"[She] felt that her inability to do so was incompatible with her Christian faith. 'It's very difficult for me to stand behind an altar and celebrate the Eucharist, the Communion, and lead people in words of peace and reconciliation and forgiveness, when I feel very far from that myself,' she said. She was resigning 'until the wounds had healed'.In this impressive piece from Linklater, the last line is the key. He goes on to argue that a concept of justice, so very far from the idea that forgiveness is somehow opposed or unrelated to it, is in fact intrinsically linked to it. On the general point, who could disagree? Who wouldn't feel offended if someone said, "I forgive you" if you felt you had committed no offence? Forgiveness by its very definition presumes guilt. Linklater argues that real forgiveness will be preceded by, not denial of rage and bitterness, but by an acceptance of these as something to be worked through. It is a path to forgiveness. His is a subtle argument because he is suggesting that this linkage to a concept of justice, and the expectation that it's demands will at some level be satisfied, produces something slightly short of the pure Christian ideal but which is nevertheless essential if victims in conflicts are not to remain forever enslaved to their past, defined forever by their tragedy.
Her honesty and courage in doing so struck me as coming far closer to a Christian ideal than the glib panaceas that so frequently pass for acts of forgiveness. To feel anger, even hatred, towards the perpetrator of a monstrous crime is natural and instinctive; to suppress it altogether and pretend to a fake act of forgiveness sounds more like hypocrisy. Until the truth has been unearthed and justice seen to be done, it is very hard for 'the wound to be healed and the balm poured over it', as Archbishop Tutu puts it.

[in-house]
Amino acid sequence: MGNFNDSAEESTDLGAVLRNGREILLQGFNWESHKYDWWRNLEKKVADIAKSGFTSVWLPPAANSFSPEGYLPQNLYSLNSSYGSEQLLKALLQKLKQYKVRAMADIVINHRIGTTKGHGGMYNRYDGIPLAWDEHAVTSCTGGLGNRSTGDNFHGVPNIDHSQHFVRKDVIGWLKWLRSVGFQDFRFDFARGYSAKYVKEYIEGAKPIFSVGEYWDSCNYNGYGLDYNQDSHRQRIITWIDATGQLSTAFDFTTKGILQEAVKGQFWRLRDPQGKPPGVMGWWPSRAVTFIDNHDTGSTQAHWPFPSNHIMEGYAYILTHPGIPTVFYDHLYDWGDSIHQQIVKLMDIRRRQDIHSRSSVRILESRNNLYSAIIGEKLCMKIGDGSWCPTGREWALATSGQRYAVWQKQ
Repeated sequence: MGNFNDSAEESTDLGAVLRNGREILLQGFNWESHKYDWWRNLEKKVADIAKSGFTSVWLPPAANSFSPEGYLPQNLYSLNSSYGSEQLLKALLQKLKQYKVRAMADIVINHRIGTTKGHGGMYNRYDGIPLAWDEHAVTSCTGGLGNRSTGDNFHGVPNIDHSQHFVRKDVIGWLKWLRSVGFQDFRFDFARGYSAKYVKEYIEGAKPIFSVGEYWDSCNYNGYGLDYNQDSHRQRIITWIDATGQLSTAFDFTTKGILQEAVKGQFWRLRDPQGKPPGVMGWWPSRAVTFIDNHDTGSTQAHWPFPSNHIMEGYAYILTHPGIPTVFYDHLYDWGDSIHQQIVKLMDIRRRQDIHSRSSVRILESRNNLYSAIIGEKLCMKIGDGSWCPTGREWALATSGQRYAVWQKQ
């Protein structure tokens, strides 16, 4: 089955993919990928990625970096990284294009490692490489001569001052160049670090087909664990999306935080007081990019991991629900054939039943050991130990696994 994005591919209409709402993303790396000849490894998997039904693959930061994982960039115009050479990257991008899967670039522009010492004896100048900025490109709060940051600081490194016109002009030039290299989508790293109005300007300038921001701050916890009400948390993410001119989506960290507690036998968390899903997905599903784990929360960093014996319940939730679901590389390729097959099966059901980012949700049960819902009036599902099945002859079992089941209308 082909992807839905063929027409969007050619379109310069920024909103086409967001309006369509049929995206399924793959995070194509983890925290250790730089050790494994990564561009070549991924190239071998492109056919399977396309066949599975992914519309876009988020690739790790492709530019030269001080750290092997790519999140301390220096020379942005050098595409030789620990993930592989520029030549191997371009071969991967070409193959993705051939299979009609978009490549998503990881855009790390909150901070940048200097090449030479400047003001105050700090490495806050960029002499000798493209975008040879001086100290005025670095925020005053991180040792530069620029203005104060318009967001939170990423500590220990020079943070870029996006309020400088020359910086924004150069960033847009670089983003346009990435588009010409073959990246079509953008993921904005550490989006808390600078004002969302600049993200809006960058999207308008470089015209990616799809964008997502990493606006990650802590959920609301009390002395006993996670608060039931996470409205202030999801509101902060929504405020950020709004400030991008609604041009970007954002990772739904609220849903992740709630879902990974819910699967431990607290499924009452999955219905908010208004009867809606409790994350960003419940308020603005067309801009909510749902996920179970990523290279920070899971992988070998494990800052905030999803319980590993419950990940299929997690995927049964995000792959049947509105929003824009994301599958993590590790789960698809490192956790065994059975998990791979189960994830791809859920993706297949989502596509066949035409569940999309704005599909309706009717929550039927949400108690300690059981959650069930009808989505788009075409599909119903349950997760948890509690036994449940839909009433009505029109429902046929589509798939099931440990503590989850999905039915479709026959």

I would bet that Ms Nicholson will eventually come closer to the Christian act of forgiveness than many of her colleagues who pay lip service to the notion of forgiving their enemies and turning the other cheek. Anger has helped many victims through their worst moments. That does not mean that it is a permanent condition."
The particular difficulty that Ms Nicolson has in her own case is, as Harry pointed out, there can be no possibility of her receiving justice since the murderer of her daughter put himself out of the reach of any justice, save any that might exist at the End of History by virtue of his self-slaughter. Harry writes, "Personally, I think forgiveness is the last thing such fascist killers deserve". What I imagine Julie Nicolson will be struggling with is that she knows perfectly well that forgiveness is by its very definition something that cannot be deserved or merited in any way. She has been confronted with the Christian obligation to forgive in the purest form imaginable. It is scarcely surprising that she has declared herself unequal to this, yet Linklater and Harry are right to suggest this admission alone shows a great deal of personal integrity and as Linklater suggests, this is rather closer to the Christian ideal than empty platitudes about forgiveness that might conceal a furrowed, hidden rage and means she is much less likely to be bound to the past than those less willing to confront their own humanity and frailty in the face of this the most demanding of commandments.